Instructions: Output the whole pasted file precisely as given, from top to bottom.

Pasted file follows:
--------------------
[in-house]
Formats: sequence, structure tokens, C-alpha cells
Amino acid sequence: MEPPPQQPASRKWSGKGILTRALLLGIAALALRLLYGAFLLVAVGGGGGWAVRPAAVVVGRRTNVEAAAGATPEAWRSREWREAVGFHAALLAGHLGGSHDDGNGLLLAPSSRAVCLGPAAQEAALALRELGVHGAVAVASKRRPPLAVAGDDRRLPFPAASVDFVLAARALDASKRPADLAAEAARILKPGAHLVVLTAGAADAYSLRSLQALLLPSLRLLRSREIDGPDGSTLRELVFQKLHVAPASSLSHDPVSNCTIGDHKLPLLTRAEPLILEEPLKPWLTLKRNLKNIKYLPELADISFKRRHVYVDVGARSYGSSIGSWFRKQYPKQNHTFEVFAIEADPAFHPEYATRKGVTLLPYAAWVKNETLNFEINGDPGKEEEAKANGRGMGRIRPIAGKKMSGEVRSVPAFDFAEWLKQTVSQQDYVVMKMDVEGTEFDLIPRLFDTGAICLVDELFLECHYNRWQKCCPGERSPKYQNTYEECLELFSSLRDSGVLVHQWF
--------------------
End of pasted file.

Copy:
[in-house]
Formats: sequence, structure tokens, C-alpha cells
Amino acid sequence: MEPPPQQPASRKWSGKGILTRALLLGIAALALRLLYGAFLLVAVGGGGGWAVRPAAVVVGRRTNVEAAAGATPEAWRSREWREAVGFHAALLAGHLGGSHDDGNGLLLAPSSRAVCLGPAAQEAALALRELGVHGAVAVASKRRPPLAVAGDDRRLPFPAASVDFVLAARALDASKRPADLAAEAARILKPGAHLVVLTAGAADAYSLRSLQALLLPSLRLLRSREIDGPDGSTLRELVFQKLHVAPASSLSHDPVSNCTIGDHKLPLLTRAEPLILEEPLKPWLTLKRNLKNIKYLPELADISFKRRHVYVDVGARSYGSSIGSWFRKQYPKQNHTFEVFAIEADPAFHPEYATRKGVTLLPYAAWVKNETLNFEINGDPGKEEEAKANGRGMGRIRPIAGKKMSGEVRSVPAFDFAEWLKQTVSQQDYVVMKMDVEGTEFDLIPRLFDTGAICLVDELFLECHYNRWQKCCPGERSPKYQNTYEECLELFSSLRDSGVLVHQWF